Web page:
First, you analyse the story between Romeo and Juliet. Focus on their scenes and analyse those in detail. Then, after a period of time, you return to the play and then focus on the warring families. Focus on how Shakespeare presents those scenes. The whole is treated as a jigsaw.

Ask students to recall the plot of a Shakespeare plot and students will struggle. It is hard for an English teacher, because there are numerous threads and strands of the plot. However, breaking the story down into plots helps develop the whole understanding of the play. Ask students to explain the purpose of a plot and subplot when studying a play is hard. The problem often being that the student is too close to the text and the story telling. It is hard to see the machinations and working of the subplot when you just see it as a linear plot.

This way would hopefully keep a level of freshness to the story. The second time of reading allows for a deeper level of understanding as students start to see what the links are. Revising the play becomes a little bit easier as you are not repeating the same experience, but adding to the existing one.  Plus, it helps to move the students from the personal / character driven story to the social  story / context and how it drives the events.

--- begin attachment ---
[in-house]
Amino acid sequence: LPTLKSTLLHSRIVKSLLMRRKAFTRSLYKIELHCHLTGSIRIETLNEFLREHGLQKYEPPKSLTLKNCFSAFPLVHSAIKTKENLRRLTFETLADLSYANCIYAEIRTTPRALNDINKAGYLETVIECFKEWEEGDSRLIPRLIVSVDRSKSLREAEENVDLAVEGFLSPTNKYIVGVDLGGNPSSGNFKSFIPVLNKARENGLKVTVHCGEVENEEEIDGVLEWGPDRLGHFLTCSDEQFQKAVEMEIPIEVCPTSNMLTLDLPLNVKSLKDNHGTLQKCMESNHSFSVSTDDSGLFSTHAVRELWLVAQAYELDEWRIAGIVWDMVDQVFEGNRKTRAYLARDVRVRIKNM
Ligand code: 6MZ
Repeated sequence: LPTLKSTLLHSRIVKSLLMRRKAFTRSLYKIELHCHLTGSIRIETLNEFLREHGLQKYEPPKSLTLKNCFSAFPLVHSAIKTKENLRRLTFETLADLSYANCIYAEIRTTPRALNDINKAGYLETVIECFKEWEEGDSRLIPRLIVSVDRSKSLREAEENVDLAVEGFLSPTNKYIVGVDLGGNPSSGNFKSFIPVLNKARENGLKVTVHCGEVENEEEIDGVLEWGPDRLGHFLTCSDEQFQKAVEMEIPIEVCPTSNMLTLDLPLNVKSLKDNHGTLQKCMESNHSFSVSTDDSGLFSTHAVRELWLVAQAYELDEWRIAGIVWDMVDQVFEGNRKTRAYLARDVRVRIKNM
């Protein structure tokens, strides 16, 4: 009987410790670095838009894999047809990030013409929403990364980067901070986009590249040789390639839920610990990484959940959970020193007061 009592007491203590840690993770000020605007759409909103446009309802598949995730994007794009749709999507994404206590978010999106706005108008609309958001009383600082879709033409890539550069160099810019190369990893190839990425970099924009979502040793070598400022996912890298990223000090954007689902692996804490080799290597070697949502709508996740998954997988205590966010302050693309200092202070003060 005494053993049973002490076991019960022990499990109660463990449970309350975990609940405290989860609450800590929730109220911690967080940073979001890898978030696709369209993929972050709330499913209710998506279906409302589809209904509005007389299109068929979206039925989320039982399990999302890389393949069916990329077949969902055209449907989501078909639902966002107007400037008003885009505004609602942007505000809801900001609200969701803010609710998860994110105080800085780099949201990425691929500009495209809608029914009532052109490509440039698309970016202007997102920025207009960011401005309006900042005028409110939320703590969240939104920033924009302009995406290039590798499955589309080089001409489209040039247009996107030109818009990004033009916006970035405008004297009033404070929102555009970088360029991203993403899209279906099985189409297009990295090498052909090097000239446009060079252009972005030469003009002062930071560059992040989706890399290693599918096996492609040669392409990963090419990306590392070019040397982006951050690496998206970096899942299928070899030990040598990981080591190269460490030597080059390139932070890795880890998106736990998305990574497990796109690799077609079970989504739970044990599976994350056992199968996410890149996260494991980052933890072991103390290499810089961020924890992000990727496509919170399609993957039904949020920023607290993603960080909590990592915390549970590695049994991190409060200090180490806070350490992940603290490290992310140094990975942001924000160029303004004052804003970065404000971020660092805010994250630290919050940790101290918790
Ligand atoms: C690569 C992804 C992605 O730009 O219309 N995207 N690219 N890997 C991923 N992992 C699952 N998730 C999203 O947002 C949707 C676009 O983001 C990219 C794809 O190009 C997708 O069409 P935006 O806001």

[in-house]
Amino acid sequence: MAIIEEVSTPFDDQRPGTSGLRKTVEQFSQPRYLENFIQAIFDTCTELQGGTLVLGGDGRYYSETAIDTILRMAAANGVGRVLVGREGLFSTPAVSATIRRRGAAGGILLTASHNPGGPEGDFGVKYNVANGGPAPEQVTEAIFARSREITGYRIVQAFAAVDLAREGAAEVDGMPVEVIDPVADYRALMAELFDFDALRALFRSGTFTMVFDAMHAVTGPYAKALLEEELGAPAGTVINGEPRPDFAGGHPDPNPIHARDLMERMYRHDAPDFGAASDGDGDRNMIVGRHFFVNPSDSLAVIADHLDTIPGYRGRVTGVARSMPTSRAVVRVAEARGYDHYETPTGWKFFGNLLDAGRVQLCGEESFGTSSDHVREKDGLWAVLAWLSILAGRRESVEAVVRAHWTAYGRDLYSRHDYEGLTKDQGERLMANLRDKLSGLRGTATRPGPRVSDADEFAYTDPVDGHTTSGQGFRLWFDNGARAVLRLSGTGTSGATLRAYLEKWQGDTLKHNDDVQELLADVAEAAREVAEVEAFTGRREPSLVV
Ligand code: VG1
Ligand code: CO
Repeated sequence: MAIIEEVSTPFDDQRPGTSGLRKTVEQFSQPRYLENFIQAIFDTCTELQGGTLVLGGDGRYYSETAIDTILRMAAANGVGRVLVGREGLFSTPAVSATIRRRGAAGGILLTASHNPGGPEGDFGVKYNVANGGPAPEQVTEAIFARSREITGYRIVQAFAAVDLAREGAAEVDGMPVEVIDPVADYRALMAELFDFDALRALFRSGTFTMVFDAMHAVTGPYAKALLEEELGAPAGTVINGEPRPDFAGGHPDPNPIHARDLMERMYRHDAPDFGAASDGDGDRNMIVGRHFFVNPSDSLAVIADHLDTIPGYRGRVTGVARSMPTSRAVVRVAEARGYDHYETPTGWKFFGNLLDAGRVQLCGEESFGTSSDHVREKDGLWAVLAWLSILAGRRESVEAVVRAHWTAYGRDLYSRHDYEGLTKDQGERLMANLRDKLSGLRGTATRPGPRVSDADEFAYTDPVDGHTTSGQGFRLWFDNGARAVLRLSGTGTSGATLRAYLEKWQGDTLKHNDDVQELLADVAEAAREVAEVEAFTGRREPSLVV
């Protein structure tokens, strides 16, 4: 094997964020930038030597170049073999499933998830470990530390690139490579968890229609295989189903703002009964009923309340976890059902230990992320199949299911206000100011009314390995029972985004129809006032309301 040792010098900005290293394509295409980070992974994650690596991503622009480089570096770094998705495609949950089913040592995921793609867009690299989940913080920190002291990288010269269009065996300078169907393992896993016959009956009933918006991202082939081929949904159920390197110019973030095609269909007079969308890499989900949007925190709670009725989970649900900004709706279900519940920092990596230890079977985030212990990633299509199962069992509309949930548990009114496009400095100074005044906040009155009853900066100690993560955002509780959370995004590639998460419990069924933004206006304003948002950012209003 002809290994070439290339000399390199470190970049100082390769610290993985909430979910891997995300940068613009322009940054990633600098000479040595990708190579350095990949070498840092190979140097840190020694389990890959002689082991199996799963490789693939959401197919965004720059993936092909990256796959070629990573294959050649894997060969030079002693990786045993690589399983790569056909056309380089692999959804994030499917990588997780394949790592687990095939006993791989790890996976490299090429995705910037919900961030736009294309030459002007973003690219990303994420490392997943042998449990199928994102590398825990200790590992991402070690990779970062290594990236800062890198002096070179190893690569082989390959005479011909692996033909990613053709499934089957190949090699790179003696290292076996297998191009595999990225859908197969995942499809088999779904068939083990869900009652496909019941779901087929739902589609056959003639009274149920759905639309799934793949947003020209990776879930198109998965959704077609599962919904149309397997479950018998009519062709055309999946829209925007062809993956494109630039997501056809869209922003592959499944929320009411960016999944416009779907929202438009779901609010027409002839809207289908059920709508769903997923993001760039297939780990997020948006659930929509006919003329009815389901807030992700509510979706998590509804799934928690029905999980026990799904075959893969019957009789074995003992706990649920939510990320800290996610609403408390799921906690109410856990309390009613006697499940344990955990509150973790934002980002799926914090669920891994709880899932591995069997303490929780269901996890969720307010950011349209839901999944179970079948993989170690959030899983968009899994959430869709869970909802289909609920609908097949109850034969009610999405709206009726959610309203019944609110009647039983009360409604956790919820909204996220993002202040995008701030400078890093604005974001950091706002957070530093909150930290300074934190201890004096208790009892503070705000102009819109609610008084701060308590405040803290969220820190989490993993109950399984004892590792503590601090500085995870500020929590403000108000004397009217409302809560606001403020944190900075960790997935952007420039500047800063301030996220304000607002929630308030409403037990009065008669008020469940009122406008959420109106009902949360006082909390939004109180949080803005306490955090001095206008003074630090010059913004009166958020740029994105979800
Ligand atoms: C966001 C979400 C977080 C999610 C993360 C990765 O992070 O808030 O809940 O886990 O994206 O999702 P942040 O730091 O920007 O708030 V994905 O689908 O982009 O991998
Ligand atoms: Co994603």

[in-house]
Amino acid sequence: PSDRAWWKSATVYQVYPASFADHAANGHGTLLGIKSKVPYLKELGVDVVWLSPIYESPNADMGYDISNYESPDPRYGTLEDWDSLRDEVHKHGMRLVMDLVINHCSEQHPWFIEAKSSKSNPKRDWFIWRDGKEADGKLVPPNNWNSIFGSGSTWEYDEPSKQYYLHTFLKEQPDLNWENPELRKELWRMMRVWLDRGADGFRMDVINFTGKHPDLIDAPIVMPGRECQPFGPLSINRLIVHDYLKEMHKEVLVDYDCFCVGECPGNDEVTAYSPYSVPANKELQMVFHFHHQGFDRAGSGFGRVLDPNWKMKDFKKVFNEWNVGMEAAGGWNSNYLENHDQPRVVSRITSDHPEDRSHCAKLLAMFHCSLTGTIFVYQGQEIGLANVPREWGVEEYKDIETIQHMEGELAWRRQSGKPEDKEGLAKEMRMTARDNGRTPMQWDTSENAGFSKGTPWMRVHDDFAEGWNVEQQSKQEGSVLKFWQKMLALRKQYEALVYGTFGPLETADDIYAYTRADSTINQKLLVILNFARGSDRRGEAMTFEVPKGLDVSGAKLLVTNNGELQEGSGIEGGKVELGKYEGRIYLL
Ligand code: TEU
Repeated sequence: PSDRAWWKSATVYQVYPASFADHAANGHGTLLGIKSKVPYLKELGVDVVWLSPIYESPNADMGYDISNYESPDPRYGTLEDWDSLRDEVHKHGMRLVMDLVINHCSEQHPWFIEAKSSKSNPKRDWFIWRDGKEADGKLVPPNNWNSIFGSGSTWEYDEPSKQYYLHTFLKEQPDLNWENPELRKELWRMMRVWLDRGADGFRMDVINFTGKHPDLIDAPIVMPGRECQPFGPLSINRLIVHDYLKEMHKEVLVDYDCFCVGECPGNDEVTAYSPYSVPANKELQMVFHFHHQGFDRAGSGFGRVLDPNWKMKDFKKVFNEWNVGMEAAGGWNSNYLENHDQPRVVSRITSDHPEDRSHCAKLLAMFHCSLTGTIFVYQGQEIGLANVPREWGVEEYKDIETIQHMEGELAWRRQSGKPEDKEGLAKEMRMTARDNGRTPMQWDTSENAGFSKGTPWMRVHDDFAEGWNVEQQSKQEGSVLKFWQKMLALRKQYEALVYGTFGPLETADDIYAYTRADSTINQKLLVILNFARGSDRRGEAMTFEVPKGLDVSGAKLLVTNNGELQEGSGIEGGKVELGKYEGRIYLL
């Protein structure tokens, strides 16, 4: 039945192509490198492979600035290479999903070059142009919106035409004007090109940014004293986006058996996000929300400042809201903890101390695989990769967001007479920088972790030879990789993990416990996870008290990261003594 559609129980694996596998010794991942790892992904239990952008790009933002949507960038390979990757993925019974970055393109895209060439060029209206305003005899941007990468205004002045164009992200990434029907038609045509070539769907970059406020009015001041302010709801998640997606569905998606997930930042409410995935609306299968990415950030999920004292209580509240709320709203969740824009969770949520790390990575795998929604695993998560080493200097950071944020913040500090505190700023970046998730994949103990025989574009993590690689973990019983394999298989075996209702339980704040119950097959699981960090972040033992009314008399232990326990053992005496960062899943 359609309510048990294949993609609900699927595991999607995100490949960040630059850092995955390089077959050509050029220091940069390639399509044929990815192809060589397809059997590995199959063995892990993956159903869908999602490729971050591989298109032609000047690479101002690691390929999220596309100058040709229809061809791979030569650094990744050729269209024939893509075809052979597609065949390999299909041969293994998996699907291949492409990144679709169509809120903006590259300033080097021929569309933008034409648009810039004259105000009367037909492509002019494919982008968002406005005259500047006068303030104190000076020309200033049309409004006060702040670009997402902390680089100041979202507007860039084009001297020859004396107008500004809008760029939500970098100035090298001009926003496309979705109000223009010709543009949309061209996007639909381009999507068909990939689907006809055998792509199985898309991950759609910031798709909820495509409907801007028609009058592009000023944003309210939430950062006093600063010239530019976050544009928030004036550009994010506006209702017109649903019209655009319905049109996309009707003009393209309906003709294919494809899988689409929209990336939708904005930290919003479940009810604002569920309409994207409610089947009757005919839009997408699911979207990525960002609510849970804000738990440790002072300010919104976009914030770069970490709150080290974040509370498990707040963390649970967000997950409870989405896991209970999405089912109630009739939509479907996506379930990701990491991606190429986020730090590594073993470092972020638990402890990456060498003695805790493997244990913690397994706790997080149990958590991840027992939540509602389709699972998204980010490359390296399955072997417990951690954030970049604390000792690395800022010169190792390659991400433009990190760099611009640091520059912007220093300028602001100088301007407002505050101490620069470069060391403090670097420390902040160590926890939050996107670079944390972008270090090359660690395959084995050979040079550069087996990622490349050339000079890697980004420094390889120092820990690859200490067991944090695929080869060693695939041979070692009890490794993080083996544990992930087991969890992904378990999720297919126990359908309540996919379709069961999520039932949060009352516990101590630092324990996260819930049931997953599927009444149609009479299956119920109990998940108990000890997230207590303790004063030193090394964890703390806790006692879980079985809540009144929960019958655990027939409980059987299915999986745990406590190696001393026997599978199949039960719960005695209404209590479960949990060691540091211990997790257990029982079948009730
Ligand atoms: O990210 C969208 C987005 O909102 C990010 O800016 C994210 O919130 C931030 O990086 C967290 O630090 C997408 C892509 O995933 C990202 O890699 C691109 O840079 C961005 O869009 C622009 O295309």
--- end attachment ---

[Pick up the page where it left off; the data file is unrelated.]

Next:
Approach 3:  - Following a character’s journey

Description: Teach the play through a character, focusing on the scenes only that character features in

This is probably more of a variation on a theme, but it is an interesting one. If I wanted to explore a play in great depth, this would be the way I’d choose. The play ‘Romeo and Juliet’ is structurally different to plays like ‘An Inspector Calls’ because there isn’t one story for the characters. Shakespeare shows us several stories linking all the character’s together. We see it on stage. Priestly has all his character’s stories occur off stage. Everything about the play ‘An Inspector Calls’ is about learning and putting together the information to build the final story. Shakespeare takes all his characters on a journey. We see them start at one point and end on a totally different one.  The play shows us what happens between the two points.